Con – Quiet restrictive, unsociable, hard to follow, excludes foods that you may love and may promote binges, an all or nothing mentality, yo-yo dieting – of course everyone should aim to eat primarily whole foods, however once you have reached your RDA of fibre, minerals and vitamins there is no added bonus to eating excessive amounts.
Paleo, again similar to clean eating except more restrictive, excluding beans, dairy and grains, all of which are essential to a healthy balanced diet (unless allergies exist).
Fad Diets, this doesn’t need much of an explanation, again it can be summed up as a restrictive protocol, usually restricting entire food groups. A short term success that will result in weight regain and begin the dreaded diet cycle and a yo-yo dieter is born. These short term results may lead to developing poor relationships with food and body composition whilst doing no favours to your mental health and confidence. People are not the problem, these fad diets are made to get people on them long term (on the diet, off the diet, back on the diet). Do not allow yourself to fall for these traps. My rule, if it has a name, brand, book, products or requires you to buy supplements, stay away. Diets should not have a name. Eating healthy will do just fine.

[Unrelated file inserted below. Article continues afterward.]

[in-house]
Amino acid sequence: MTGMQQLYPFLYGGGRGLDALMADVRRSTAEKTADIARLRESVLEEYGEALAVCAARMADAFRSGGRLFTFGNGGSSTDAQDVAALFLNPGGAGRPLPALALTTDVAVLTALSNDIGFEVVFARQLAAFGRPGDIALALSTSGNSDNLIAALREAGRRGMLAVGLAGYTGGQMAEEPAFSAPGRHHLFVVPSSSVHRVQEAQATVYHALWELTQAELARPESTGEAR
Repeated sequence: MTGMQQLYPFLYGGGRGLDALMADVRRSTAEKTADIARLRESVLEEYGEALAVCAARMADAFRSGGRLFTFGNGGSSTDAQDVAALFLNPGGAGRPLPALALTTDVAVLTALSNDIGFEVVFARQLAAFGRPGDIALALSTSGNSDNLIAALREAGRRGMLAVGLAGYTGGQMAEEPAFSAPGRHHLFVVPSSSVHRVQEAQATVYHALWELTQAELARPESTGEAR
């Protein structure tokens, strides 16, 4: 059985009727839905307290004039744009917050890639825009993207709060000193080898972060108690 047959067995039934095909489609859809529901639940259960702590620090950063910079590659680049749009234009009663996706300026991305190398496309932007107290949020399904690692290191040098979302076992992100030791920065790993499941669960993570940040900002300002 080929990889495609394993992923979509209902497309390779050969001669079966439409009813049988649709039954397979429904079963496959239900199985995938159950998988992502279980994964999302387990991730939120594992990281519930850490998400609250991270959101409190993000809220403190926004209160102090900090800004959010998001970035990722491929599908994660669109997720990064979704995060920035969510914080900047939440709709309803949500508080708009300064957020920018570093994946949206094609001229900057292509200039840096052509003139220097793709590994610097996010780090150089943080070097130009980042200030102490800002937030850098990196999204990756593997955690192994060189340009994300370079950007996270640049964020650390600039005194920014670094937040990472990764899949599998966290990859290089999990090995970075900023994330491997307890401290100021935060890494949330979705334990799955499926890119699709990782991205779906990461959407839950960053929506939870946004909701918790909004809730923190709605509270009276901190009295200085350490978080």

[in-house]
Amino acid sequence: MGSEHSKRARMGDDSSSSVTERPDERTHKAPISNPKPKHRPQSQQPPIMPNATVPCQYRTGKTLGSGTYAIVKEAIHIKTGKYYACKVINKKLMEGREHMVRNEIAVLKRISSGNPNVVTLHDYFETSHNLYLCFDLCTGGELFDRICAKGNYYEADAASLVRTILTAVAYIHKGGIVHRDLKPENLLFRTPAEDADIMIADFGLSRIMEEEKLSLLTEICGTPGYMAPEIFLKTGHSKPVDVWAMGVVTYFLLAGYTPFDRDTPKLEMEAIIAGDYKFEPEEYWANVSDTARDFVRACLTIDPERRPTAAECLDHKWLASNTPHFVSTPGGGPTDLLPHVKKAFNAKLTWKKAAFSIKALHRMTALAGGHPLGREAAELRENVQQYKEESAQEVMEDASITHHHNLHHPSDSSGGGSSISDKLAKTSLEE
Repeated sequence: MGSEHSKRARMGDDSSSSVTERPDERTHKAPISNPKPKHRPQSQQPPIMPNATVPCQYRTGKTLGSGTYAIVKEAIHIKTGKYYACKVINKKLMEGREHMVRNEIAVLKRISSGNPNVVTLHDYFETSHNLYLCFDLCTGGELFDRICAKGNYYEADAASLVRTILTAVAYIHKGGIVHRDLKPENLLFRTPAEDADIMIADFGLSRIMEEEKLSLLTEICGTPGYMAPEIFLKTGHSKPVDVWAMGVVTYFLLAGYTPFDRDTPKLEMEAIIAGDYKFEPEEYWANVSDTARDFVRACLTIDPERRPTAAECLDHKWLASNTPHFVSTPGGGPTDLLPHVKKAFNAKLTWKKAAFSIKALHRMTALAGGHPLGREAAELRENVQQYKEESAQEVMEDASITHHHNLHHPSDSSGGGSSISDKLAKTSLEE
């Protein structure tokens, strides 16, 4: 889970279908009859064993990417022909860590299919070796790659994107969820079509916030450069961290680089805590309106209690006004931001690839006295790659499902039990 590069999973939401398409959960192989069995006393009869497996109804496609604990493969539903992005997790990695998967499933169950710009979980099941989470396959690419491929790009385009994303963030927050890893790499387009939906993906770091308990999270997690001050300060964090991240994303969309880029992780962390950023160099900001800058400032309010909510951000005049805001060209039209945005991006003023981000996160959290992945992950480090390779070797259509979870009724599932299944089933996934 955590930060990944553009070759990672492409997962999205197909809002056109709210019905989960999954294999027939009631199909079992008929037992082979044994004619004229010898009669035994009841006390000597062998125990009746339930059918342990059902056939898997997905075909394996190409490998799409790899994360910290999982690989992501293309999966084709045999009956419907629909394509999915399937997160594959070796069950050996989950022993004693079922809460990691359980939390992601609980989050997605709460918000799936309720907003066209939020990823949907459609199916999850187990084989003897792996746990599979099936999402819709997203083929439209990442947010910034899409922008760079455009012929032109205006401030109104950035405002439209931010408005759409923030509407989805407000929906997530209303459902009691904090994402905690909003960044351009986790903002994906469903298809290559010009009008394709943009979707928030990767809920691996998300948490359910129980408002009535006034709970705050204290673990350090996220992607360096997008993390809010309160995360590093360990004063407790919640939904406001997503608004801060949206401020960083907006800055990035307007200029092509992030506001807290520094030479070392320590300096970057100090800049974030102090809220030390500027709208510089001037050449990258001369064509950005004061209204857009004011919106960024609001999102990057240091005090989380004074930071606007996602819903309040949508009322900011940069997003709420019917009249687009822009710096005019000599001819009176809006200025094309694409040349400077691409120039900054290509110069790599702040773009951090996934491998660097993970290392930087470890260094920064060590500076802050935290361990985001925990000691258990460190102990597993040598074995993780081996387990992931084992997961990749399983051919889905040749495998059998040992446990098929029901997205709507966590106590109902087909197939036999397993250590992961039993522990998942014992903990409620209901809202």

Ok but what good is pointing out the problems if we cannot offer a solution?
Let’s dig in. Calories do not need to be counted, but they do need to be taken into consideration. Particularly when weightless is the goal in question.
So here is the deal, you do not want the hassle of tracking long term? But you will have to put in the grind for at least 1 week. What I suggest is you track on MyFitnessPal for 1 week. By doing this you will be able to identify where you are getting your calories from, what foods are low or high in calories or certain macronutrients. This is extremely important as it can aid you in identifying hidden calories (avocado with breakfast 300cals, cooking with oil at each meal 1 tbsp 120 cals, peanut butter on toast 20g= 170 cals etc etc) there are a number of calorie dense foods you may be eating or a regular basis that you will not identify unless you go through this process. So when these foods are identified what do we do? Cut them out? Nope. We have 2 options, reduce how often or how much you eat these foods, or else opt for a lower calorie alternative (full fat milk – skimmed milk, butter – low far spread, white loaf – slimbo, cheese to Philadelphia spread) the options are endless. This process is educational and effective, by simply making these few alterations to your food choices you have already reduced you calorie intake significantly.